Dogs are such wonderful creatures. They are companions, protectors and
members of the family. No wonder we feel an extraordinary bond with them. They
are experts at reading body language, so they know our emotions and feel them along with us. We know when our dogs are happy by watching their tails wag, or sad because they hang their head, whine or show us their puppy dog eyes.
Sometimes our stress can be transferred to our pets; many dogs actually suffer from the human stress around them. Over time, stress can lead to bad behavior and even damage your animal’s nervous system.
Causes of stress in dogs:
- Hunger and thirst
- Loud noises (thunder, fireworks, music)
- A change of residence – Pain or discomfort
- Vet visits
- A change in domestic life such as a new baby or pet owner stress
Signs of stress in dogs:
- Glazed eyes
- Weight loss
- Loss of appetite
- Restless behavior
- Barking or whining for no apparent reason
- Extra naughty behavior
Easy and natural solutions for dog stress
One of the most important things you can do to help calm your dog is to first calm down yourself. Take a deep breath, listen to soothing music and show him you are relaxed. Remember, your dog looks to you for cues that suggest when it’s time to worry and when it’s time to relax.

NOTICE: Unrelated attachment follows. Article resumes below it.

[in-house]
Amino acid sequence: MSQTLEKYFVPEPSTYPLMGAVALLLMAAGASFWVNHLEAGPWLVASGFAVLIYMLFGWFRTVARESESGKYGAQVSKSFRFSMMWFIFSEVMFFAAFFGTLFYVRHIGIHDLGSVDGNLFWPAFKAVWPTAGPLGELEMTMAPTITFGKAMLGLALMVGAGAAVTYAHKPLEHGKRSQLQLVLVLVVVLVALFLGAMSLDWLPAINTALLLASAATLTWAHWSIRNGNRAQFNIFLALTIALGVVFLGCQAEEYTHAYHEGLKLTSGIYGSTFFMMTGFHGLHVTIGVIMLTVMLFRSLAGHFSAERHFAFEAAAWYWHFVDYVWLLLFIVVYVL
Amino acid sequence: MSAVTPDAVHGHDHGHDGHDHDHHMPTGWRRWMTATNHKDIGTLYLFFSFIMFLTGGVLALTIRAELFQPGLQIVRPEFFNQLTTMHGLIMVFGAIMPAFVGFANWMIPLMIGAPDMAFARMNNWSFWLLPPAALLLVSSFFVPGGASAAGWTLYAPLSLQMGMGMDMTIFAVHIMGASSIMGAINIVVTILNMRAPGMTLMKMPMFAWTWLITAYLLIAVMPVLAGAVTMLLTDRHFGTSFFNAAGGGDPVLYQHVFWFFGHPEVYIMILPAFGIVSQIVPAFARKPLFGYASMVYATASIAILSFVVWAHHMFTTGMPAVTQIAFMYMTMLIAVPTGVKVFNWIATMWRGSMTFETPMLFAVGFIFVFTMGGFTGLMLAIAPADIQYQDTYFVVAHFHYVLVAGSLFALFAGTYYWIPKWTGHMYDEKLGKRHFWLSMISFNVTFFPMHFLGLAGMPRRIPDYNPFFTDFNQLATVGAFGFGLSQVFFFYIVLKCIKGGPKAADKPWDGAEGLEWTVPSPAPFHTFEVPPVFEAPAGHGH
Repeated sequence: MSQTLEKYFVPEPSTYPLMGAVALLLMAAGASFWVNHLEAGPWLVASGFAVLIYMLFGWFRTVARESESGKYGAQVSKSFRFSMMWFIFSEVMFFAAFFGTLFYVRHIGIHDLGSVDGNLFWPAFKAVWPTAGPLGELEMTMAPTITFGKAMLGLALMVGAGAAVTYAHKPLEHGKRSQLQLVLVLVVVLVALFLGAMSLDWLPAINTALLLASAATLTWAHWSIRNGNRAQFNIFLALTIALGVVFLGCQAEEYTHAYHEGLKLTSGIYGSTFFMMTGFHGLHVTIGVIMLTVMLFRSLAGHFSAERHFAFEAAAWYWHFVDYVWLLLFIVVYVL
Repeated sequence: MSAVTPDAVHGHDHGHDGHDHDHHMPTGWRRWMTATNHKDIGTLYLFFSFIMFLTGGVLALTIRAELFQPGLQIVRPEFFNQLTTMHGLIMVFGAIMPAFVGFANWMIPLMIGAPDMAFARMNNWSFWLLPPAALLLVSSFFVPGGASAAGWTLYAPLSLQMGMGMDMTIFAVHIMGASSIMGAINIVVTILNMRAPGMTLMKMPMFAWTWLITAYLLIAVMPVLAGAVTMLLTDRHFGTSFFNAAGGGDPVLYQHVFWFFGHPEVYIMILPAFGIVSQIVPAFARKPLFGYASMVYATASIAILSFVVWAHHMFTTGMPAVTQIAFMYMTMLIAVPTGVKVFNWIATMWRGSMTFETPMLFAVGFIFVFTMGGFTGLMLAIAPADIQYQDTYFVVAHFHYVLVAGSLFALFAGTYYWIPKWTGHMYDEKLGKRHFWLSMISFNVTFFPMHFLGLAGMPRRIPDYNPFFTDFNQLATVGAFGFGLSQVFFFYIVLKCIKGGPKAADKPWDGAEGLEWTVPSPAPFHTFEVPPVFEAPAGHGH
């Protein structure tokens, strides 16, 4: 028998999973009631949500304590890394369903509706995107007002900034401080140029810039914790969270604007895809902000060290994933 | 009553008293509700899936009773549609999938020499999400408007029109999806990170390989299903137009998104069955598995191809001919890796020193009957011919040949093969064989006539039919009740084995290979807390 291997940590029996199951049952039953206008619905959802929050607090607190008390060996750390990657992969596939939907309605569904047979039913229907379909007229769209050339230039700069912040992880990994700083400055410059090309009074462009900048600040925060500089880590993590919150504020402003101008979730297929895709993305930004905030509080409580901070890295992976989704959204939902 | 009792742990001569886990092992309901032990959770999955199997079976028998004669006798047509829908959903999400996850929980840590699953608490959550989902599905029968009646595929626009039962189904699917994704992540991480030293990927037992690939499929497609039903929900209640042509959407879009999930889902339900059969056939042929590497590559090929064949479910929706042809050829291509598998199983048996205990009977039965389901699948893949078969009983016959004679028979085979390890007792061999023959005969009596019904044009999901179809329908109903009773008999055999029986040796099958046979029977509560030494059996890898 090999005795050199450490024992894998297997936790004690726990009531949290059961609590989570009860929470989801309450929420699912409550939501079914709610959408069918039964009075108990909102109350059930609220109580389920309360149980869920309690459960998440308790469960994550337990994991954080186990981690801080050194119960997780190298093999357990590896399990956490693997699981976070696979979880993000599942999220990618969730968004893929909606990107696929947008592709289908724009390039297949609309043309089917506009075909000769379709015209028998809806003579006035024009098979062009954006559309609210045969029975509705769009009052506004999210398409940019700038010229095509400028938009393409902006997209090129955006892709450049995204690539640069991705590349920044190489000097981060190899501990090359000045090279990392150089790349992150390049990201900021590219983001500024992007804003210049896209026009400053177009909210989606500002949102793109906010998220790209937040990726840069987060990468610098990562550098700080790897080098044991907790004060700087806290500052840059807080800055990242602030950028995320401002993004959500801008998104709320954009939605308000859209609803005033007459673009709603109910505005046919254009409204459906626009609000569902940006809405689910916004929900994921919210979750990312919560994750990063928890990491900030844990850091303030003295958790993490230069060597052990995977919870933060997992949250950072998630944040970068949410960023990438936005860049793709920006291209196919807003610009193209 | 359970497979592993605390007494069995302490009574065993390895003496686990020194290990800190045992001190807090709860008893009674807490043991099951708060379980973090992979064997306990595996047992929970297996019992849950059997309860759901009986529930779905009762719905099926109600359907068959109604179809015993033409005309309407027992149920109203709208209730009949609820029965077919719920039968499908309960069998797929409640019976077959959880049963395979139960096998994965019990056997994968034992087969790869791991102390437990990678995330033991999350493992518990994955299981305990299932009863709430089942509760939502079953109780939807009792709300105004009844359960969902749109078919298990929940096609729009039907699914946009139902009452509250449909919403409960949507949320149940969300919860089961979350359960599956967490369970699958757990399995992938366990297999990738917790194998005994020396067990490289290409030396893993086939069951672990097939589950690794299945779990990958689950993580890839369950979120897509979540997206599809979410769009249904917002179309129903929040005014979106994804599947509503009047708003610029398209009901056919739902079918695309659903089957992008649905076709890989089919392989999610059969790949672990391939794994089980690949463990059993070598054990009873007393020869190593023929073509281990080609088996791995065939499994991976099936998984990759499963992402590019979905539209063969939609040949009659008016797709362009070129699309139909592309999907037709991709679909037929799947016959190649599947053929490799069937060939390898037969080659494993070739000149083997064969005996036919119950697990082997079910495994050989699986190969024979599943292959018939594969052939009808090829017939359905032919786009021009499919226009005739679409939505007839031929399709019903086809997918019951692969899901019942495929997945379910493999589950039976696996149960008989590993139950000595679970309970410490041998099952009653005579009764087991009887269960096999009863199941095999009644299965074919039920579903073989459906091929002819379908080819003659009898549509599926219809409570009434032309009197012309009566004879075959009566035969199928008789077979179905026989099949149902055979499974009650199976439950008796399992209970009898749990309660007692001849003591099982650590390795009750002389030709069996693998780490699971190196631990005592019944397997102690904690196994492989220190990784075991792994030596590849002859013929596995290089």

Make sure your dog is comfortable. Is he warm enough? Does he have a cozy place to sleep? Is he bothered by loud excessive noise or music that you could control?
Research has shown that exercise and fresh air are among the best stress reducers and mood enhancers for humans and animals. Take your dog for a nice walk every day. You will both benefit.
A favorite stress reducing remedy for humans and pets is Bach Flower Rescue Remedy.
This combination of five flower essences is a must have for pets and owners.
It is excellent to give before taking the pet to the vet, after a trauma, when the pet is not quite well or after an accident or sudden stress.
Acupressure and Chinese herbal medicine for stress due to pain
Acupressure is an ancient practice that originated in China more than 4,000 years ago. It works through helping the body heal itself.
The basic principles of acupressure are the same in animals as in humans. Chinese medical theory states that disease is the result of a blockage in energy flow (Qi) along pathways in the body. Massaging acupressure points on these pathways unblocks the energy and restores health. Acupressure in animals was first used in China on livestock and horses to ensure survival.
There is a considerable body of research supporting the effectiveness of traditional Chinese medicine in the treatment of a wide range of canine health issues.
Warning: Chinese herbal medicine should be given only under the advice of a licensed therapist. Not every Chinese herb that is good for humans is good for your dog, and some are harmful if used incorrectly.
Of course, the best thing you can do for your dog is to show him or her your love.
Give lots of praise, kisses, ear rubs and tell him what a good boy he is.
Jeanie Mossa has been treating dogs and humans with holistic medicine for more than 25 years and is a licensed acupuncturist, herbalist, author and the owner of Four Paws Healing in Alexandria. She is now accepting new dog patients at Frolick Dogs. Visit www.fourpawshealing.com for more information.